Locke loves stories—they fill him with a longing he can never quite describe—but he’s not the sort of kid who actually lives adventures himself. That is, until a bloodthirsty band of marauders passes near his home and Picke, a musical sylfe, dares him to follow. In hopes of fulfilling his longing, Locke accepts the dare. This leads him on a quest where he must face snarling wolves, wield a magic blade, and risk his life to rescue a Goddess—a girl he hardly knows but who he can’t stop thinking about. In the spirit of Legend of Zelda and Peter Pan, SONG OF LOCKE portrays a detailed fantasy world, somewhat grittier than its forebears and drenched in human emotion. The tale has sword fights, witty banter, crushes, and even some subtle philosophy smuggled in. It’s an epic for everyone who loves good stories—for anyone who has longed for something that seemed forever out of reach. SONG OF LOCKE is also an artisan book—written, illustrated, and typeset by the author, a masterpiece handcrafted from beginning to end. The first 50k-word draft was written for NaNoWriMo in 2013. In November 2014, a crowd of Kickstarter backers provided the initial funding for publication (see kickstarter.jwashburn.com). It was published 4 August 2015.

Overall Review:

A friend of mine from college wrote Song of Locke, and I had the opportunity to help in the editing process. It was such a pleasure to read this book- not only is it fun, but being able to see close up some of the process of writing was a really awesome thing for me.

Song of Locke is a fan fiction work that throws back to the Legend of Zelda. I’m not a hardcore Zelda fan, but I definitely recognized some of the references and deeply enjoyed this book.

Song of Locke is a fantasy- and Washburn does a fantastic job of setting up the world where the story takes place. The characters were well-developed and complex- with clear moral dilemmas happening as the story progresses. I love it when characters have internal moral battles- and it was nice to see growth as the book went on.

The writing was spot on. Nothing dull- and it was full of showing instead of telling, which is unfortunately common in a lot of the books hitting the market today. He defines elements of his world piece by piece, so as a reader you feel like you’re organically getting to know the environment instead of getting a ton of information thrown at you.

What Washburn did with the main character Locke was really cool- it was more a duo than a single person. Every Elfe has a personal fairy-type creature, and Locke’s is one named Picke. Each part of the whole are definitely separate and distinctive, but they create a fantastic single character full of conflict, flaws, and many redeeming qualities.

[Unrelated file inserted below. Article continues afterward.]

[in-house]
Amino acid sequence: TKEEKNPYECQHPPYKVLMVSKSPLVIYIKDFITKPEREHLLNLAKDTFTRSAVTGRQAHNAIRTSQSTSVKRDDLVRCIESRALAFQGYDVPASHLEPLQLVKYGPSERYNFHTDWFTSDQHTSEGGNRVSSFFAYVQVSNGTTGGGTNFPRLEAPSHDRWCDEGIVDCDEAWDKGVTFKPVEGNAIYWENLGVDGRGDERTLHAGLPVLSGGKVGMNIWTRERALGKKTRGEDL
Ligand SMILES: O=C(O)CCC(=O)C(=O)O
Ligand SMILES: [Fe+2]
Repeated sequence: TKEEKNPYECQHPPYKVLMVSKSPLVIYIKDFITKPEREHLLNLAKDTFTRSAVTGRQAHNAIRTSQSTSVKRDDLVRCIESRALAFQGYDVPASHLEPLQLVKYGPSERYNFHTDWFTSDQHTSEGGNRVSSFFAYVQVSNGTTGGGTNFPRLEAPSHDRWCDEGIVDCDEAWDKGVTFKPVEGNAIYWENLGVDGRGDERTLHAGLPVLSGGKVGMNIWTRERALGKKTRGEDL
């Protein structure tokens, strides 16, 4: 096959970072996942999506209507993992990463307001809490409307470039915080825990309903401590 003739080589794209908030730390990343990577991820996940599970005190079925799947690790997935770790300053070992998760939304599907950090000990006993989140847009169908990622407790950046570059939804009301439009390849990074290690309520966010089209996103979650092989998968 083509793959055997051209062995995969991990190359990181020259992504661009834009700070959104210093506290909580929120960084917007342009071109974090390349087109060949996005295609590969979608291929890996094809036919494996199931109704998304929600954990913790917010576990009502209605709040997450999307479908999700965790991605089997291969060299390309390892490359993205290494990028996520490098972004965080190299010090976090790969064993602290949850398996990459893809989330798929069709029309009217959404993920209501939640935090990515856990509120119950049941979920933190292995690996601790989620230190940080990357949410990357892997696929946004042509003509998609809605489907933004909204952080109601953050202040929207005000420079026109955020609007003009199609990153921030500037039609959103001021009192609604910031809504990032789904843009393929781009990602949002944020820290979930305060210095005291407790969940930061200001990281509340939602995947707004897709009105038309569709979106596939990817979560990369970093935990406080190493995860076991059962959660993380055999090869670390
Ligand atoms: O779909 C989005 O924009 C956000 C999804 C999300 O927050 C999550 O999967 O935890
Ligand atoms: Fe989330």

I would have liked to see a little more character development on the villain and potentially some of the other side characters. That definitely doesn’t take away from what is otherwise an awesome book.

The book had a great plot with unexpected twists to keep things interesting. The themes were relatable, the foremost one that I took away was the main character trying to establish who he was and what moral beliefs he would abide by. It’s a fun read full of mystery and questions and awesome characters. I definitely recommend it!

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Adventurers Wanted, Book Two

Four Stars

Title: Adventurers Wanted, Book Two: The Horn of Moran

Author: M.L. Forman

Publisher: Shadow Mountain

Length: 384 Pages

Synopsis:

The land of Alusia is on the brink of war as two men have each claimed the throne. Only the true king can sound the Horn of Moran and prove his nobility. But the Horn has been lost for years. If it is not found and soon it could mean the destruction of an entire nation. Young Alexander Taylor joins a band of seasoned adventurers who have been called up to retrieve the legendary Horn of Moran. Their journey to the mysterious Tower of the Moon will take them through an enchanted forest, into battle against a goblin army, past the watchful eyes of griffin guards, and face-to-face with a sphinx and her deadly riddles. With his sword, Moon Slayer, and the wise counsel from his wizard mentor, Whalen Vankin, Alex must use all his wizard and warrior skills to slay a darkness that may consume them all.

Overall Review:

I found Adventurers Wanted Book Two was as equally enjoyable as the first one. I found this second installment in the Adventurers Wanted series to be a little more creative than the first one. It is a decent stand-alone book- but it also plays nicely in with the first one and the environment the author created. He does a great job of bringing some of the same characters back, as well as introducing some new ones, as well. The new characters add a lot of interest and mystery to the story and are great additions. Alex continues to grow and become more knowledgeable as the series continues, which I really appreciated. I love it when the main character improves over time- it’s only natural!